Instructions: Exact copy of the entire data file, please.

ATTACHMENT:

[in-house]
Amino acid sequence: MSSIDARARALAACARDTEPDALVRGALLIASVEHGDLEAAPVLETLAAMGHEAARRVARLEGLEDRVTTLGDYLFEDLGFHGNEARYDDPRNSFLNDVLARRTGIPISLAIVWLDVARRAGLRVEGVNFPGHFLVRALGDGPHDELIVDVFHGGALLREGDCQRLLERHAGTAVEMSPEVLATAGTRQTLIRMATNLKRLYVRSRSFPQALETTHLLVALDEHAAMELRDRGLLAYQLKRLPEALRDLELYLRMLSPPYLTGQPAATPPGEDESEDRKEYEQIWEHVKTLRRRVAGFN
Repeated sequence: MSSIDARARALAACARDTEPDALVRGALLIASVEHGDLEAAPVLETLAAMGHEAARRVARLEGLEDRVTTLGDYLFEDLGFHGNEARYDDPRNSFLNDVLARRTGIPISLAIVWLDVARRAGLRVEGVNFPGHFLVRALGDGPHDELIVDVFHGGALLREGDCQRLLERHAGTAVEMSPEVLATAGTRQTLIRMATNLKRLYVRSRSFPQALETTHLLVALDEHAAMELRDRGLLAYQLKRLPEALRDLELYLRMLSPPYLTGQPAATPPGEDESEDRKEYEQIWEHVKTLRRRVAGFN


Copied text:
[in-house]
Amino acid sequence: MSSIDARARALAACARDTEPDALVRGALLIASVEHGDLEAAPVLETLAAMGHEAARRVARLEGLEDRVTTLGDYLFEDLGFHGNEARYDDPRNSFLNDVLARRTGIPISLAIVWLDVARRAGLRVEGVNFPGHFLVRALGDGPHDELIVDVFHGGALLREGDCQRLLERHAGTAVEMSPEVLATAGTRQTLIRMATNLKRLYVRSRSFPQALETTHLLVALDEHAAMELRDRGLLAYQLKRLPEALRDLELYLRMLSPPYLTGQPAATPPGEDESEDRKEYEQIWEHVKTLRRRVAGFN
Repeated sequence: MSSIDARARALAACARDTEPDALVRGALLIASVEHGDLEAAPVLETLAAMGHEAARRVARLEGLEDRVTTLGDYLFEDLGFHGNEARYDDPRNSFLNDVLARRTGIPISLAIVWLDVARRAGLRVEGVNFPGHFLVRALGDGPHDELIVDVFHGGALLREGDCQRLLERHAGTAVEMSPEVLATAGTRQTLIRMATNLKRLYVRSRSFPQALETTHLLVALDEHAAMELRDRGLLAYQLKRLPEALRDLELYLRMLSPPYLTGQPAATPPGEDESEDRKEYEQIWEHVKTLRRRVAGFN